The course or qualification must have external set test(s) or exam(s) and be externally quality assured by the 3rd party.

This standard is not intended for mapping of ATOs' own standalone courses. Third party awarding organisations should submit their qualifications or courses for approval, before their delivery centres can be approved by CITB against this standard.


HSE, other relevant codes of practice or industry card scheme criteria recommend that the candidate completes a refresher of his/her training (that is. to ensure their knowledge and/or skills are up to date) every 5 years.

Approval date

17 November 2018

Review cycle

Three years from approval date.

Learning outcomes

The candidate will be able to:

  • Describe the purpose of health and safety legislation and the different legislative requirements that must be followed to ensure this is achieved.   
  • Describe the legal duties of the employer, self-employed and to a lesser extent, employee to promote health and safety awareness and effective standards of safety management by every employer.   
  • Describe the Construction (Design and Management) regulations that cover the management of health, safety and welfare on construction projects.   
  • Describe the key principles and benefits of a Health and Safety Policy and the organisations arrangements for putting those policies in place.   
  • Describe the importance of risk assessment, method statements, and communication in ensuring a reduction in workplace accidents.   
  • Describe the legal requirements for the provision of information and ensure it is tailored for the audience, understood by the audience and specific to the site. 
  • Explain the needs of employee training to maintain competence on site.   
  • Describe the importance of good communication on site with all employees particularly during site induction and ensuring critical information is conveyed.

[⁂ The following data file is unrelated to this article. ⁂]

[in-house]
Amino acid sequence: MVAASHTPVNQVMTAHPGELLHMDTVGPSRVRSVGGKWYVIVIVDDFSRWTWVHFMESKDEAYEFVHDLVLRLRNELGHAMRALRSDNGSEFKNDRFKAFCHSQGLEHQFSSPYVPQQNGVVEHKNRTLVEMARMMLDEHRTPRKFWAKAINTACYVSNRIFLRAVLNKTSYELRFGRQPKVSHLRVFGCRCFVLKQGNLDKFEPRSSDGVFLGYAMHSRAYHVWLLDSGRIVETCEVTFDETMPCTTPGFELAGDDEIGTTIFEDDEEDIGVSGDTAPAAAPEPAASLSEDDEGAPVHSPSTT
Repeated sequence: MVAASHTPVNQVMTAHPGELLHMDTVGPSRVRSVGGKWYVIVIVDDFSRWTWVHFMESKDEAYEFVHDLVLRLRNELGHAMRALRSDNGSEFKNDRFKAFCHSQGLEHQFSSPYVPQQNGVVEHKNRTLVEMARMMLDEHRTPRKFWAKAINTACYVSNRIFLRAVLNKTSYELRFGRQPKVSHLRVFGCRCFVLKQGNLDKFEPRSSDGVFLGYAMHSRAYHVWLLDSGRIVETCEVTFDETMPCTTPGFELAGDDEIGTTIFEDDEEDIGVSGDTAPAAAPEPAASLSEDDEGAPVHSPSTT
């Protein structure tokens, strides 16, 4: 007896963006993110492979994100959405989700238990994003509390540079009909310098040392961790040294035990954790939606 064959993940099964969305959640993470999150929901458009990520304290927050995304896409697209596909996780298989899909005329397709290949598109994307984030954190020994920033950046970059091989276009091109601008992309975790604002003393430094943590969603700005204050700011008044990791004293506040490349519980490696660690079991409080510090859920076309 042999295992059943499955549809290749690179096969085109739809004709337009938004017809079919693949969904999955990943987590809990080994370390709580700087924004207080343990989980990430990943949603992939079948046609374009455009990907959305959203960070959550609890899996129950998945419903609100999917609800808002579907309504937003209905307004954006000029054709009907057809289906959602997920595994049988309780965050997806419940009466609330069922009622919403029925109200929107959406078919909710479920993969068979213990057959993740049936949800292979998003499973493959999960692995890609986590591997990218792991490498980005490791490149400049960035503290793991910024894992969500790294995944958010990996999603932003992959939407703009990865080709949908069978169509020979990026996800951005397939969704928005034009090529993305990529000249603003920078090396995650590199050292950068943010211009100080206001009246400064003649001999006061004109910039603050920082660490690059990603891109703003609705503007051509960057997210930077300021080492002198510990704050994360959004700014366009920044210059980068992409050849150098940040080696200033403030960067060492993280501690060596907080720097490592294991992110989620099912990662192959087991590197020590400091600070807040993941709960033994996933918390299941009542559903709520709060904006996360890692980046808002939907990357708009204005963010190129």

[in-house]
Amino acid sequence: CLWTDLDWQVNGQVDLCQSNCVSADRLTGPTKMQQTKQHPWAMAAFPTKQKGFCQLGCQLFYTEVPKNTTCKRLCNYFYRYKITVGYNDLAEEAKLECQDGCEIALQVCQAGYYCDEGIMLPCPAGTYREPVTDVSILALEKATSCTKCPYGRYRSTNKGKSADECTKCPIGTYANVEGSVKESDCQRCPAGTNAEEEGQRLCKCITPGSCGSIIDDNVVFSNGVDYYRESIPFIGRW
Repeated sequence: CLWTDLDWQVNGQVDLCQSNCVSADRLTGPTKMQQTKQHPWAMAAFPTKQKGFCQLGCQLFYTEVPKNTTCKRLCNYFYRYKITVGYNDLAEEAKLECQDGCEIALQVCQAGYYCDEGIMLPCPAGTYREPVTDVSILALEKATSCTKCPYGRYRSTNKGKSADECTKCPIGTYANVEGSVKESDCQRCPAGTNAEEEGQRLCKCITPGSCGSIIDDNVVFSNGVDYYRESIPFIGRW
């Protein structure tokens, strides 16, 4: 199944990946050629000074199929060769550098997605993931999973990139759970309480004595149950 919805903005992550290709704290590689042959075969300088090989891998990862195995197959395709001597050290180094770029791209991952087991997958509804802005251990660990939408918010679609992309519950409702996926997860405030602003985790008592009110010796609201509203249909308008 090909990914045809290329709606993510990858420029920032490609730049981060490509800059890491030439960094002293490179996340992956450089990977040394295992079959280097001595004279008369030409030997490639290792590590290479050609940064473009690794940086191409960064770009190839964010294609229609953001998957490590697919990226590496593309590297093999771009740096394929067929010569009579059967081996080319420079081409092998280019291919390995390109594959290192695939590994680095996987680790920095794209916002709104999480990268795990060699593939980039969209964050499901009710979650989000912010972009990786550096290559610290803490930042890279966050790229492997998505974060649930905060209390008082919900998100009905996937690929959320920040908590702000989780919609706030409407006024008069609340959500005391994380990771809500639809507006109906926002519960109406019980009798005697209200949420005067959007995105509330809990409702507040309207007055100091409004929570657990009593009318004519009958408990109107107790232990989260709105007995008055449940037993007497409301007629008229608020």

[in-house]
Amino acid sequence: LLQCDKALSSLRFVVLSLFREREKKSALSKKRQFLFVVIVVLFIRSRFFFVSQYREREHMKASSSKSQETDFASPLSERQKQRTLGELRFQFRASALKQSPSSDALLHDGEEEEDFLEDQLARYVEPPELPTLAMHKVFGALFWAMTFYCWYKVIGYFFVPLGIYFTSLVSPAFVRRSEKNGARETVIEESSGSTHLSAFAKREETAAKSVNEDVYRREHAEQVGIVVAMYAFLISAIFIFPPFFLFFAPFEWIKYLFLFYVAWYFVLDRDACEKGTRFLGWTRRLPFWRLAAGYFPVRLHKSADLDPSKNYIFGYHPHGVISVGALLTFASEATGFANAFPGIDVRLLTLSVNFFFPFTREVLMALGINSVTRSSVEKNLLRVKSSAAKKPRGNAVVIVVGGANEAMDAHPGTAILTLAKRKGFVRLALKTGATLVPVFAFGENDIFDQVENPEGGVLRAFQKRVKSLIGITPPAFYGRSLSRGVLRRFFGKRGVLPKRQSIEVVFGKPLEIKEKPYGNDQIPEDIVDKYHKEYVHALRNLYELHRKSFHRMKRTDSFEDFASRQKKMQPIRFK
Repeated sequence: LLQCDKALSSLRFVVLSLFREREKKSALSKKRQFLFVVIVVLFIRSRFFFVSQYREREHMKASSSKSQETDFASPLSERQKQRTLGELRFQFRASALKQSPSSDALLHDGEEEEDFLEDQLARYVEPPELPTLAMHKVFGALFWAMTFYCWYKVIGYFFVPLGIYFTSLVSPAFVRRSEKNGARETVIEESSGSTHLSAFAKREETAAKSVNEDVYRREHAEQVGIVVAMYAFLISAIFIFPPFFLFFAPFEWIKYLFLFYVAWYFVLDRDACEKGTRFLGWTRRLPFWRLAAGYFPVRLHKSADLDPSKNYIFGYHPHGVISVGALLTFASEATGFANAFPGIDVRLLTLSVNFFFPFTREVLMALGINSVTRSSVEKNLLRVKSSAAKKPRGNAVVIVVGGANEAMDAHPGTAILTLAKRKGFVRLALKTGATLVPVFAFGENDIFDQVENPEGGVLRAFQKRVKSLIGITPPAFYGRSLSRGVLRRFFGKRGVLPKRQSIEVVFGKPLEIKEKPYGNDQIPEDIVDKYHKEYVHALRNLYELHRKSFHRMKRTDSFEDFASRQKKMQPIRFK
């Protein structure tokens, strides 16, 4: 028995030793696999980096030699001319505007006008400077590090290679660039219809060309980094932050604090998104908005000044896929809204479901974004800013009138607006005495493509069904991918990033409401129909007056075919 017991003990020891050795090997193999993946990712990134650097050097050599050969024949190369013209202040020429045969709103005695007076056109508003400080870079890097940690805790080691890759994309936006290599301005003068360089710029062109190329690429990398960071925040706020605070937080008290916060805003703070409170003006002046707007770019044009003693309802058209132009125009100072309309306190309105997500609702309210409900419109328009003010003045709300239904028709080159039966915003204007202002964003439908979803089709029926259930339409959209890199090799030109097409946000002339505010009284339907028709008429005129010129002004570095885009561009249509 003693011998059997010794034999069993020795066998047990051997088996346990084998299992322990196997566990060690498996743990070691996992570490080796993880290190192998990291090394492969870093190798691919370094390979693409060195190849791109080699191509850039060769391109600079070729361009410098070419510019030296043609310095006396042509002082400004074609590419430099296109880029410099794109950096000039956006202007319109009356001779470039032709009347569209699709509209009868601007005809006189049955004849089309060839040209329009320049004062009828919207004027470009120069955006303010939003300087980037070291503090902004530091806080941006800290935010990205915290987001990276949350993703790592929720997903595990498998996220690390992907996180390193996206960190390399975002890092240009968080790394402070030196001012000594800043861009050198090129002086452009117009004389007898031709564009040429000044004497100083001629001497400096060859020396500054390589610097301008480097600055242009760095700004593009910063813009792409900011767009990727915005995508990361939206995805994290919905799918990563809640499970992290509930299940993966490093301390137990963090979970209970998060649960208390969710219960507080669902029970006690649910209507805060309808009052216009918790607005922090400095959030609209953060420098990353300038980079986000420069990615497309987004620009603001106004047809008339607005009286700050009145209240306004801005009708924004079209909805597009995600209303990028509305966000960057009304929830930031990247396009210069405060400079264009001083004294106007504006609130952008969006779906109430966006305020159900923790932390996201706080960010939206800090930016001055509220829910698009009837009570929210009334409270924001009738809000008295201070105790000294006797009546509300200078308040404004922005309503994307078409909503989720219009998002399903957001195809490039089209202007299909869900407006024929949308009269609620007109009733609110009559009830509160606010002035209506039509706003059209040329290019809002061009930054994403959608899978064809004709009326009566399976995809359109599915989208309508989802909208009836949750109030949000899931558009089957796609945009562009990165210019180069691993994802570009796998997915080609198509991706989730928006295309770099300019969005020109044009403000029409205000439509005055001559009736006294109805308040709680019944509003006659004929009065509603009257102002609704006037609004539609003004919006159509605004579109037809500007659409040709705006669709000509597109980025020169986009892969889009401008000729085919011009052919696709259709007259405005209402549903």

• Describe the principles of leadership and worker engagement to influence good working practices on site.    
  • Describe the importance of accurately measuring, monitoring and reporting on health and safety within the workplace.   
  • Explain how to use reliable information to show health and safety risks are being managed.   
  • Identify the statutory and non-statutory forms, notices, signs and registers used within the building and construction industry and the keeping of records and other details.   
  • Describe why accidents happen, the human factors, trends, causes, impacts and preventative measures required including reporting and follow up.   
  • Identify the factors to consider when developing construction phase plans, safe systems of work, assessing risk, undertaking site inspections and daily health and safety management.   
  • Describe the importance of sustaining good health in the workforce and how to plan and maintain suitable practices to prevent the high costs that work related ill health causes.   
  • Describe the importance of providing suitable welfare facilities. Ensuring they comply with the CDM Regulations.   
  • Describe the importance of a positive approach to managing mental health issues. Reducing the costs to the industry.